When I was growing up, every Valentines Day my mom would leave heart-shaped boxes of Dove chocolates on the kitchen table for my brother and I to find when we came down for breakfast.
She would instruct us not to eat it all at once. I would immediately eat it all at once.
My brother, who has more self-control than most monks, would put his heart-shaped box on the kitchen counter and go about his day like a normal human who hadn’t ingested enough sugar for a month. And then my mom would take his box and hide it—from me.
When I was 15 and we moved out of the house I grew up in, I remember finding boxes of chocolate hidden around the kitchen from years past. My mom and brother had forgotten about them and their excellent hiding skills had prevented me from finding them, despite what I’m certain was some serious searching.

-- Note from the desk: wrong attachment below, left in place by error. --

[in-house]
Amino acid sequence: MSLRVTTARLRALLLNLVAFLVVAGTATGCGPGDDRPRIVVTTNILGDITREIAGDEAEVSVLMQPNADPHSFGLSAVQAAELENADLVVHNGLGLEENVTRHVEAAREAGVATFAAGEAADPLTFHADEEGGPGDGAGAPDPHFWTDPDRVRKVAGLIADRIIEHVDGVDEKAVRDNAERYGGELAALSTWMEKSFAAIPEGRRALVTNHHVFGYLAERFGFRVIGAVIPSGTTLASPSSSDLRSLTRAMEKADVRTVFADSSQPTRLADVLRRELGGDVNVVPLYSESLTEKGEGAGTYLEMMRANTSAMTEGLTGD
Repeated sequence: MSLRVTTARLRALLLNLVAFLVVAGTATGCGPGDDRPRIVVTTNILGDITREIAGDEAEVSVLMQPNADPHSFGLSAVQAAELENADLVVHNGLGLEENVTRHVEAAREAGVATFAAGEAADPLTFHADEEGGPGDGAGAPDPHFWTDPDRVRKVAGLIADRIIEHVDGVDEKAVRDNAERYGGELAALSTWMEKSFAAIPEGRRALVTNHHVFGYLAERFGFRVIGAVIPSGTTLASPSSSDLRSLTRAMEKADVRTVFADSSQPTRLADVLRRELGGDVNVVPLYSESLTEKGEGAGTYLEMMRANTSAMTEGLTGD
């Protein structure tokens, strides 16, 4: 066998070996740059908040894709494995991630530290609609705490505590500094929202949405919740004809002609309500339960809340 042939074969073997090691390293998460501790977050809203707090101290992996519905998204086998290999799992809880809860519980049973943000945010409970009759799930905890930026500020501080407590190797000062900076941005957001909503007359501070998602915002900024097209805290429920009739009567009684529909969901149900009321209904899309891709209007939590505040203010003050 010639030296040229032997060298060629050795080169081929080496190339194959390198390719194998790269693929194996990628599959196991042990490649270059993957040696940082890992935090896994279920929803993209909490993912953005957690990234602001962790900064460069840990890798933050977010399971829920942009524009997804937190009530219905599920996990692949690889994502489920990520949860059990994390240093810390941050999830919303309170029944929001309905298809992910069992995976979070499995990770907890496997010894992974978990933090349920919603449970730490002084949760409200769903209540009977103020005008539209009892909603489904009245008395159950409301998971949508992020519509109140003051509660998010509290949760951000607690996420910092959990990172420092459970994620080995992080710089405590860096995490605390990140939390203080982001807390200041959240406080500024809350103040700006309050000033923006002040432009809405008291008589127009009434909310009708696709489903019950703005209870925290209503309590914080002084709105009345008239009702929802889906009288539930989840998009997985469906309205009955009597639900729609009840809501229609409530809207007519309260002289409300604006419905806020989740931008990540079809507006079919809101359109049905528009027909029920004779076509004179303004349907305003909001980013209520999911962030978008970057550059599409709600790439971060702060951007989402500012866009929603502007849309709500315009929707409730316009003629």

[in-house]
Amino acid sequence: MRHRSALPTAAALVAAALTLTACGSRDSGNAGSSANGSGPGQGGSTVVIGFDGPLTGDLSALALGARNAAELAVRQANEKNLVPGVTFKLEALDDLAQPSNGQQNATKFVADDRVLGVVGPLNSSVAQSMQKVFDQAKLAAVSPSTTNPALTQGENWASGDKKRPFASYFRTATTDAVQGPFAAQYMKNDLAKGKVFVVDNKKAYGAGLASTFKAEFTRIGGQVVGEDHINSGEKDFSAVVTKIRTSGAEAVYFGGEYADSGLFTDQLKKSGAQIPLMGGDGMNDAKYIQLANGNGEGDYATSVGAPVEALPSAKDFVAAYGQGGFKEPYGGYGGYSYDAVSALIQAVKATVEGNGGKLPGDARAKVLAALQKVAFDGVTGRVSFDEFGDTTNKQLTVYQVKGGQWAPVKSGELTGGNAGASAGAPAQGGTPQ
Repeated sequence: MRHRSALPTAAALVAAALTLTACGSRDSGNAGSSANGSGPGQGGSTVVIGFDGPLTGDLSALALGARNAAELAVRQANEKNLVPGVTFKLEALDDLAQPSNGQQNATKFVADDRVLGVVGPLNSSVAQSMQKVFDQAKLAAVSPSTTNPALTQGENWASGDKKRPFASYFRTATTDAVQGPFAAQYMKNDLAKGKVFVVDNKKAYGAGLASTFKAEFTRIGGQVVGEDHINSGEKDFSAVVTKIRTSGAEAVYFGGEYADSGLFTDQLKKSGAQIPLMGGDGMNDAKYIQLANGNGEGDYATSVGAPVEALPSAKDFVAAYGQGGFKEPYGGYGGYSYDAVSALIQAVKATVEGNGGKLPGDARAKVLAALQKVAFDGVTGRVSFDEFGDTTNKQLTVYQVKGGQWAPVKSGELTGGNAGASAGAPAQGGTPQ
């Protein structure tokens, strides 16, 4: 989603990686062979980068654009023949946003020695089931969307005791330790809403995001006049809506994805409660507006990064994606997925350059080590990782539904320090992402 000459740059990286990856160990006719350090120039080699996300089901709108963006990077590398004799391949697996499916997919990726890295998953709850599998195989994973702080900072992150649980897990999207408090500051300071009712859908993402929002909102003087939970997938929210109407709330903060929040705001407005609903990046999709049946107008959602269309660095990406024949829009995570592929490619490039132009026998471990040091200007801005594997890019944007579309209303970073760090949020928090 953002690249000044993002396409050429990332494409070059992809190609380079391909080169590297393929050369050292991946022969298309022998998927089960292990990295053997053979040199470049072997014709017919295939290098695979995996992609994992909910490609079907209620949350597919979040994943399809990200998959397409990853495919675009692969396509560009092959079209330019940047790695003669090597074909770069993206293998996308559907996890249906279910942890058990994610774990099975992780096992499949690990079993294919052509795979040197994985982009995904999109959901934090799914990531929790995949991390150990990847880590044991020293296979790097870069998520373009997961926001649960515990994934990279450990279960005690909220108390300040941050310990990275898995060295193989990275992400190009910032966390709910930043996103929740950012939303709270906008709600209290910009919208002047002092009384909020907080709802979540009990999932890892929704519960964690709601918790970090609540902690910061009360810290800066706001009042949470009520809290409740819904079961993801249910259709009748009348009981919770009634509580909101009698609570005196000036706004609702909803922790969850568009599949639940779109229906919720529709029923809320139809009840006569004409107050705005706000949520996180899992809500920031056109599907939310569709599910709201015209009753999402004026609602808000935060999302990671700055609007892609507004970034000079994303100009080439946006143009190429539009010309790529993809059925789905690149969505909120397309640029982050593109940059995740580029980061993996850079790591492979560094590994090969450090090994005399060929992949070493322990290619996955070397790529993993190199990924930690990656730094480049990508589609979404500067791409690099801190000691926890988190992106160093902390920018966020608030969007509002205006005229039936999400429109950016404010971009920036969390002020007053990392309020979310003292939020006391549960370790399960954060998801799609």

I’ve had years with Valentines and years without. And, honestly, my years without have always been better than my years with—which, I suppose makes sense as all those Valentines have come and gone. But I think that it’s also because the years without have been their own love stories in a way.
Last February 14th I sat around a big table filled with friends, cheese, and chocolate, and drank too much wine while my little dog sat in my lap and we all laughed at our funny flawed dating lives. This year I have guaranteed happiness because I’m spending my evening with friends watching Dave Chappelle, and then going home to a large dog who has taken to sleeping next to me while snoring absurdly loudly.
These are my kind of love stories. Not the buy-me-red-roses and take-me-to-dinner kind. But rather the mom who always had chocolate boxes, the friends who gather around my table, and the funny dog who likes to rests her snout on my shoulder.